Arthur J. Villasanta – Fourth Estate Contributor
Washington, DC, United States (4E) – The U.S. Securities and Exchange Commission (SEC) has filed a lawsuit against Tesla, Inc. founder and CEO Elon Musk, accusing him of fraud because of a series of “false and misleading” tweets he made in
August about taking Tesla private.
SEC also wants Musk fired from his post as Tesla CEO and bar Musk as an officer of any public company. Its lawsuit also seeks to impose only a civil fine and other remedies because it doesn’t have criminal enforcement power. SEC said Musk will remain Tesla CEO until the lawsuit is settled legally.
Musk immediately protested, claiming he’d done nothing wrong. He blasted the SEC actions as “unjustified.” He also said these moves by the SEC “leaves me deeply saddened and disappointed.”
“I have always taken action in the best interests of truth, transparency and investors. Integrity is the most important value in my life and the facts will show I never compromised this in any way.”
On Aug. 7, Musk told his more than 22 million Twitter followers he might take Tesla private at $420 per share, and there was “funding secured.” He admitted to having met with Saudi Arabian investors on July 31, but had not secured a firm investment commitment from them by the time of the Aug. 7 tweet.
Publicly-traded Tesla, the world’s largest maker of electric cars, has a market cap of more than $50 billion, chiefly because of investors’ belief in Musk’s leadership (often erratic) and his visionary pronouncements.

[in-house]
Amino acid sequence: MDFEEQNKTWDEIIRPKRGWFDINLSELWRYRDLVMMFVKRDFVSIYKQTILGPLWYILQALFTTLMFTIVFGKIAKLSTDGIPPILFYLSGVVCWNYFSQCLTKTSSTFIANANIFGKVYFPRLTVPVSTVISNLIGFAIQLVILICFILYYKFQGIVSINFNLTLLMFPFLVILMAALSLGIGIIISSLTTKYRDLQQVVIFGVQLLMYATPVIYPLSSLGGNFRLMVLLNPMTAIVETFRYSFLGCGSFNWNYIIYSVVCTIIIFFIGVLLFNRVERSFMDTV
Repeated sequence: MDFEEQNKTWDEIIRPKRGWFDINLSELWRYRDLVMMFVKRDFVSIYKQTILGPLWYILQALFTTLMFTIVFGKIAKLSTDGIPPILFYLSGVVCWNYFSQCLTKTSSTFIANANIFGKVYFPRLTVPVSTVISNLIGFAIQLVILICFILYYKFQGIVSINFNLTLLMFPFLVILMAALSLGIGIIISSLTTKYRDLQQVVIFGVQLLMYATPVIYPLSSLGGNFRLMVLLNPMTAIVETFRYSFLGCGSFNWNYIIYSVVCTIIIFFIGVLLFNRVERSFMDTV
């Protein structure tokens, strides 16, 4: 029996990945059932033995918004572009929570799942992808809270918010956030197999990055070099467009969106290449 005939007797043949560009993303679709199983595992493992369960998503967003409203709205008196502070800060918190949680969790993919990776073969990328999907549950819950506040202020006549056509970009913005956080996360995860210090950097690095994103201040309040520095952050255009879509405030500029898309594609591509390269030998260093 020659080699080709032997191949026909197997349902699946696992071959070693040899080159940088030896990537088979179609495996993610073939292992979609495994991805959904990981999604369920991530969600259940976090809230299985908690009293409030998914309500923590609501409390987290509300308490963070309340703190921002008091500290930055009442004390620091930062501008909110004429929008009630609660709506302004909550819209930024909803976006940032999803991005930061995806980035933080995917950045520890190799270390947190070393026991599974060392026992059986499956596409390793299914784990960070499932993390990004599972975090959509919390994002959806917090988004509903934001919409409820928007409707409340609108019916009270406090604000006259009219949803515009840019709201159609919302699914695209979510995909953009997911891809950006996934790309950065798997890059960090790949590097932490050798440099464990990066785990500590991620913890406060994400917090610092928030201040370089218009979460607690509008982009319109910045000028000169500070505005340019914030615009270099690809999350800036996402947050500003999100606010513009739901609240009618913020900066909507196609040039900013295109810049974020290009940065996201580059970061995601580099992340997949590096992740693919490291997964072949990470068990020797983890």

Filed in Manhattan federal court, the SEC lawsuit alleges Musk calculated the $420 price per share of Tesla based on a 20 percent premium over that day’s closing share price, and because of the number’s slang reference to marijuana. It quoted Musk as saying he thought his girlfriend would find it funny.
According to the SEC, Musk “knew or was reckless in not knowing” that his tweets about taking Tesla private at $420 a share were false and misleading, given that he’d never discussed such a transaction with any funding source.
The SEC said Musk met for less than an hour with three representatives of Public Investment Fund (PIF), a Saudi Arabian sovereign wealth fund, on July 31. The PIF representatives indicated an interest in taking Tesla private if the terms were “reasonable,” said the lawsuit, and this was about it.
Musk acknowledged the meeting lacked discussion of “even the most fundamental terms” of the deal. He also said nothing was set down in writing. Musk, however, didn’t talk to the PIF representatives again until three days after his tweets.
“This sucks,” said Ross Gerber, president and CEO at Gerber Kawasaki Inc, which owns 41,000 Tesla shares. “Don’t think this has ever happened to a CEO before. Have no idea where this will go.”
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